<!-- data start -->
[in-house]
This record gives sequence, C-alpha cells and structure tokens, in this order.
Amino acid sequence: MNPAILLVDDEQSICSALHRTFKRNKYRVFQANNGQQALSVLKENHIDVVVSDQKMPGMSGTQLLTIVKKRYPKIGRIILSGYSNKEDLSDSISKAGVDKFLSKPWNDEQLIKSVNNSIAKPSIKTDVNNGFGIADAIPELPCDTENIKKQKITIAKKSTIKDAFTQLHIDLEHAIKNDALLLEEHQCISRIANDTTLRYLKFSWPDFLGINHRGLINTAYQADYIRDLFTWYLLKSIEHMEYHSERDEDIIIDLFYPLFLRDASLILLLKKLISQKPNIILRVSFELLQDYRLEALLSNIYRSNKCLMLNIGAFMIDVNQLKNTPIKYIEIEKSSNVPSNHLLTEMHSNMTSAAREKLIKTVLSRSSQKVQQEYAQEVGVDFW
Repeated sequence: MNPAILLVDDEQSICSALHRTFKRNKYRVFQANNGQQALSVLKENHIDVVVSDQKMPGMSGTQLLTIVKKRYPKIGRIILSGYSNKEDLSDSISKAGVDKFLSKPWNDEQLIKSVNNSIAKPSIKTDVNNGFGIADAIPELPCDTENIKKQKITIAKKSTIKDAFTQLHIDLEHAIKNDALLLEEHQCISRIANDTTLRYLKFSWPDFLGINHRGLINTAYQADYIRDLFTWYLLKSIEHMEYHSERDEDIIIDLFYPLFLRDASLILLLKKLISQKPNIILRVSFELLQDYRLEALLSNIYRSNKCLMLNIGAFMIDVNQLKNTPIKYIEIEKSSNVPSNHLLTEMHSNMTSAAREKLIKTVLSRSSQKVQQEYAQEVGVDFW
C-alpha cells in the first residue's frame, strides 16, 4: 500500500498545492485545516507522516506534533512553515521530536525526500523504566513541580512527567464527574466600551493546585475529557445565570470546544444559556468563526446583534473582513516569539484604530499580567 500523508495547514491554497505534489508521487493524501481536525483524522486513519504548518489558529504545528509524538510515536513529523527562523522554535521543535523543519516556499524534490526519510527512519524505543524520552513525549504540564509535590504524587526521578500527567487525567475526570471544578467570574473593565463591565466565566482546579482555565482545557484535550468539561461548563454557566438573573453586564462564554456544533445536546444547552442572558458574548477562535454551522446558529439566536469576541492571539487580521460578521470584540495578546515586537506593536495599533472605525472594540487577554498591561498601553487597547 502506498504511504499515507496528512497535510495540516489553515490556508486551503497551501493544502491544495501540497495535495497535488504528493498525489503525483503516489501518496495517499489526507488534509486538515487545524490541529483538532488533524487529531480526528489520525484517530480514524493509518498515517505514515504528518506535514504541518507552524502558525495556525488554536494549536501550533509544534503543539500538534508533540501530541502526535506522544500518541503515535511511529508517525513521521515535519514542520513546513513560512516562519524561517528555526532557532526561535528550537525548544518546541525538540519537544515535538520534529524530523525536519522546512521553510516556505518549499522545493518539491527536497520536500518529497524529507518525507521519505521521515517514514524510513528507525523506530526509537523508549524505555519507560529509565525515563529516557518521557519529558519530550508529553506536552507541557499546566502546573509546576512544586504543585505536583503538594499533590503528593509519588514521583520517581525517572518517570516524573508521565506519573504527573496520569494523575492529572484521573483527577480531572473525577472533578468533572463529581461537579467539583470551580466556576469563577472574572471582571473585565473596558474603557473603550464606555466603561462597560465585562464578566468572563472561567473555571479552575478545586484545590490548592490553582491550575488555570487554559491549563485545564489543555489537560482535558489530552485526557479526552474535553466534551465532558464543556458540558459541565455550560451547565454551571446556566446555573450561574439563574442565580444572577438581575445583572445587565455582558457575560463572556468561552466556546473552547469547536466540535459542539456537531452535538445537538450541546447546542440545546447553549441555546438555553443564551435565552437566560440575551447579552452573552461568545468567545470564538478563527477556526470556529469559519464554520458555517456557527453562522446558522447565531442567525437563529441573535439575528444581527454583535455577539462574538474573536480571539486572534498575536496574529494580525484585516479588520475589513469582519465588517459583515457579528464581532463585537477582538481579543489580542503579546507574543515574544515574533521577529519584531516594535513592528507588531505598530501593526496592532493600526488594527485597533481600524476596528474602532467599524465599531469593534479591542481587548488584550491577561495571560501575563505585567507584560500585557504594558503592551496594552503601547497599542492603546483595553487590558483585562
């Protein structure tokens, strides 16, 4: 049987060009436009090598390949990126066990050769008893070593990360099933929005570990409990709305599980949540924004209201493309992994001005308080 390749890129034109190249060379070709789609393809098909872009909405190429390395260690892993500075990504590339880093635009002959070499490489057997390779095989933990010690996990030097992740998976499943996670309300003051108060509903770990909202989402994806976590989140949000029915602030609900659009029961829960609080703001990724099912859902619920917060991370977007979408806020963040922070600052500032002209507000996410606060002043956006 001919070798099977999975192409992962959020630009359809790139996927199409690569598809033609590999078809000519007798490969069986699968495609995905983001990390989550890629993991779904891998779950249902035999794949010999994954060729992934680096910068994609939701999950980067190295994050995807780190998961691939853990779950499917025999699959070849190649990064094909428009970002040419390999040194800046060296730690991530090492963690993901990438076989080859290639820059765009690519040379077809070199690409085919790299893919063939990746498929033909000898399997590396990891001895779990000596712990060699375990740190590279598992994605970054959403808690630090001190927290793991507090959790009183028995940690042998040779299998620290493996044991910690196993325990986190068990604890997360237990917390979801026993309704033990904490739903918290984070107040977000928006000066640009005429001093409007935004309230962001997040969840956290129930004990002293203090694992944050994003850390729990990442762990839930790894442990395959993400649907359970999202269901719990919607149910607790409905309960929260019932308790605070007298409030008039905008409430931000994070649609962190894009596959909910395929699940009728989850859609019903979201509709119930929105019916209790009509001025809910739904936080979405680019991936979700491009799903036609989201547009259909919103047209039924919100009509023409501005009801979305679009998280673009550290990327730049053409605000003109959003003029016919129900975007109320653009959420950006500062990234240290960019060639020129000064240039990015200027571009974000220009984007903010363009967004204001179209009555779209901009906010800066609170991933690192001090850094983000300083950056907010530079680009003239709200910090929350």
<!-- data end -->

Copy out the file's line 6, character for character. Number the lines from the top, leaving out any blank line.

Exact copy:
């Protein structure tokens, strides 16, 4: 049987060009436009090598390949990126066990050769008893070593990360099933929005570990409990709305599980949540924004209201493309992994001005308080 390749890129034109190249060379070709789609393809098909872009909405190429390395260690892993500075990504590339880093635009002959070499490489057997390779095989933990010690996990030097992740998976499943996670309300003051108060509903770990909202989402994806976590989140949000029915602030609900659009029961829960609080703001990724099912859902619920917060991370977007979408806020963040922070600052500032002209507000996410606060002043956006 001919070798099977999975192409992962959020630009359809790139996927199409690569598809033609590999078809000519007798490969069986699968495609995905983001990390989550890629993991779904891998779950249902035999794949010999994954060729992934680096910068994609939701999950980067190295994050995807780190998961691939853990779950499917025999699959070849190649990064094909428009970002040419390999040194800046060296730690991530090492963690993901990438076989080859290639820059765009690519040379077809070199690409085919790299893919063939990746498929033909000898399997590396990891001895779990000596712990060699375990740190590279598992994605970054959403808690630090001190927290793991507090959790009183028995940690042998040779299998620290493996044991910690196993325990986190068990604890997360237990917390979801026993309704033990904490739903918290984070107040977000928006000066640009005429001093409007935004309230962001997040969840956290129930004990002293203090694992944050994003850390729990990442762990839930790894442990395959993400649907359970999202269901719990919607149910607790409905309960929260019932308790605070007298409030008039905008409430931000994070649609962190894009596959909910395929699940009728989850859609019903979201509709119930929105019916209790009509001025809910739904936080979405680019991936979700491009799903036609989201547009259909919103047209039924919100009509023409501005009801979305679009998280673009550290990327730049053409605000003109959003003029016919129900975007109320653009959420950006500062990234240290960019060639020129000064240039990015200027571009974000220009984007903010363009967004204001179209009555779209901009906010800066609170991933690192001090850094983000300083950056907010530079680009003239709200910090929350």